A crisis of ignorance? The need for change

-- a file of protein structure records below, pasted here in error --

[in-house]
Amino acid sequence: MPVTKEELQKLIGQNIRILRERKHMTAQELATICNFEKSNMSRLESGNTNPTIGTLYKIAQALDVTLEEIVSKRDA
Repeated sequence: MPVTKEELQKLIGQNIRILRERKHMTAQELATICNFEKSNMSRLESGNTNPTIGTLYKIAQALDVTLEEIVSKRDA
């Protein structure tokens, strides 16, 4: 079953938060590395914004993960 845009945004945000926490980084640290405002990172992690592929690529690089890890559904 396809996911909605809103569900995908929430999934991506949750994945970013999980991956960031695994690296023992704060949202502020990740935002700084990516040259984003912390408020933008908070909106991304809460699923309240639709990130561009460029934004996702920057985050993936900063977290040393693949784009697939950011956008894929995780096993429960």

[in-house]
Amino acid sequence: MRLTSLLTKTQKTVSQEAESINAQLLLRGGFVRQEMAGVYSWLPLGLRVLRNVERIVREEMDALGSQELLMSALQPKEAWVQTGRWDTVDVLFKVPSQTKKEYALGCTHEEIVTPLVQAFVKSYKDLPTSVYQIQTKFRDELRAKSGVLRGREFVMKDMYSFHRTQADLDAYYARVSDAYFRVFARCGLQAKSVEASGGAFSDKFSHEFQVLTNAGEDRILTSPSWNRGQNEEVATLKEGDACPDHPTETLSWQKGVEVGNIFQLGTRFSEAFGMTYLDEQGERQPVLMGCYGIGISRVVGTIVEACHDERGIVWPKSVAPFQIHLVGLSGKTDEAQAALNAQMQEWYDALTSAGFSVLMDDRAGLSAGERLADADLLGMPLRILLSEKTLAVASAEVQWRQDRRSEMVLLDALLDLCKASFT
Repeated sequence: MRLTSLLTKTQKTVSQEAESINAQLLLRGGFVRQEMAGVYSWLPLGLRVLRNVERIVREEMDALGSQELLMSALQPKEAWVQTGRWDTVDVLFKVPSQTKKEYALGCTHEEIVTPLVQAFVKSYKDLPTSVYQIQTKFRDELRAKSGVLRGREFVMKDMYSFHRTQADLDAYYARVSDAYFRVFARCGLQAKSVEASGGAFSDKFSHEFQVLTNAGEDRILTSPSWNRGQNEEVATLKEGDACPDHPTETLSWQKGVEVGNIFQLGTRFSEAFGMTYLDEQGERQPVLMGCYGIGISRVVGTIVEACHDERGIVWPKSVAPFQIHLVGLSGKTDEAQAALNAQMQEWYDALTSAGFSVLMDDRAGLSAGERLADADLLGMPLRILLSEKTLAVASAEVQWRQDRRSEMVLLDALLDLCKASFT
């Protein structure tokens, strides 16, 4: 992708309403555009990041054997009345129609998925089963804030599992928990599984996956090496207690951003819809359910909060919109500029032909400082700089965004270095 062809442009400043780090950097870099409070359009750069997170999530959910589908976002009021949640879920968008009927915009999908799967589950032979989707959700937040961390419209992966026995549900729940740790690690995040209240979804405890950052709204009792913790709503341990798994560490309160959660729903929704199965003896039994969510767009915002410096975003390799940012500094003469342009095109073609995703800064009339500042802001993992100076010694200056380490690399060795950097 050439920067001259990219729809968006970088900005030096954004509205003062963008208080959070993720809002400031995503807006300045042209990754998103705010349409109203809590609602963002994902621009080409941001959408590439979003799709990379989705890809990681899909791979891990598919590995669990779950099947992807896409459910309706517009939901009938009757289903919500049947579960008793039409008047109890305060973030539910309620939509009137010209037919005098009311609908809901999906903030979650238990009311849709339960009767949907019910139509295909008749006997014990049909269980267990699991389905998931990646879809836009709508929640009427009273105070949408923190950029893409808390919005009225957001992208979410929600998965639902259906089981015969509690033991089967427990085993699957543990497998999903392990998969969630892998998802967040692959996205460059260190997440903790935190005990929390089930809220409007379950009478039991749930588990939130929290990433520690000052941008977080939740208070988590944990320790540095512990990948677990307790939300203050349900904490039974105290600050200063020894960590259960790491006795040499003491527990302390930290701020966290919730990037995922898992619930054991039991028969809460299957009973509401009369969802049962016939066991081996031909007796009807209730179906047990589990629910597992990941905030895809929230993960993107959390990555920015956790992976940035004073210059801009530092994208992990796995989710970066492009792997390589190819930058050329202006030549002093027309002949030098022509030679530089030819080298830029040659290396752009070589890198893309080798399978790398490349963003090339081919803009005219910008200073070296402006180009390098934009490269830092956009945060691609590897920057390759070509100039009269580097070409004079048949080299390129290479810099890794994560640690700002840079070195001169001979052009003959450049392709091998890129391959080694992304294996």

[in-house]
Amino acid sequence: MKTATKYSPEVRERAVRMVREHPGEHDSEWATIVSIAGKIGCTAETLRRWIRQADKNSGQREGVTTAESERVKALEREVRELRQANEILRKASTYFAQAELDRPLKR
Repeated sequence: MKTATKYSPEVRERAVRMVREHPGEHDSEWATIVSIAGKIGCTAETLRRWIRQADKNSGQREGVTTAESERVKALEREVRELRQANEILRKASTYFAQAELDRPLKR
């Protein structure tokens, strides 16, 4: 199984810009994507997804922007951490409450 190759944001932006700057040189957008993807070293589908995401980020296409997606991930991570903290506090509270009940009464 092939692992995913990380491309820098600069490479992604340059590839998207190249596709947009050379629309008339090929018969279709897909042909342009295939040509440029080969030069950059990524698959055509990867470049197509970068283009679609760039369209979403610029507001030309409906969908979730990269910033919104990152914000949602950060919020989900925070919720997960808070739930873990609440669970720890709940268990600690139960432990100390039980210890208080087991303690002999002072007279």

The author examines issues associated with what he believes to be a crisis of ignorance in the life of times gifted and talented children and young people. He defines crisis as a time of difficulty when important decisions need to be made. Ignorance he considers the lack of knowing and understanding. His specific concerns revolve around the nuanced social emotional and other psychological needs associated with giftedness. Support providers, e.g., school psychologists, while responsible for providing “effective services to help children and youth succeed academically, socially, behaviorally, and emotionally” rarely possess a full understanding as to how their lack of knowledge and understanding can powerfully and negatively influence the healthy development of gifted and talented children. The paper presents the foundations of this belief borne of long experience as an educator and educational psychologist working holistically with gifted and talented children, their parents and teachers in schools and in the community, fellow clinicians, colleagues worldwide and, not least, observation of four grandchildren. Real-world observations and case studies, evidence from past and present research, a deeper realization of the importance of holistic assessment, consideration of historical and globally relevant perspectives, review of theoretical notions by leaders in the field of gifted education, and recent conversations with experts in the field of gifted education who share his belief, persuade him – and hopefully the reader - that this crisis of ignorance creates the imperative for change.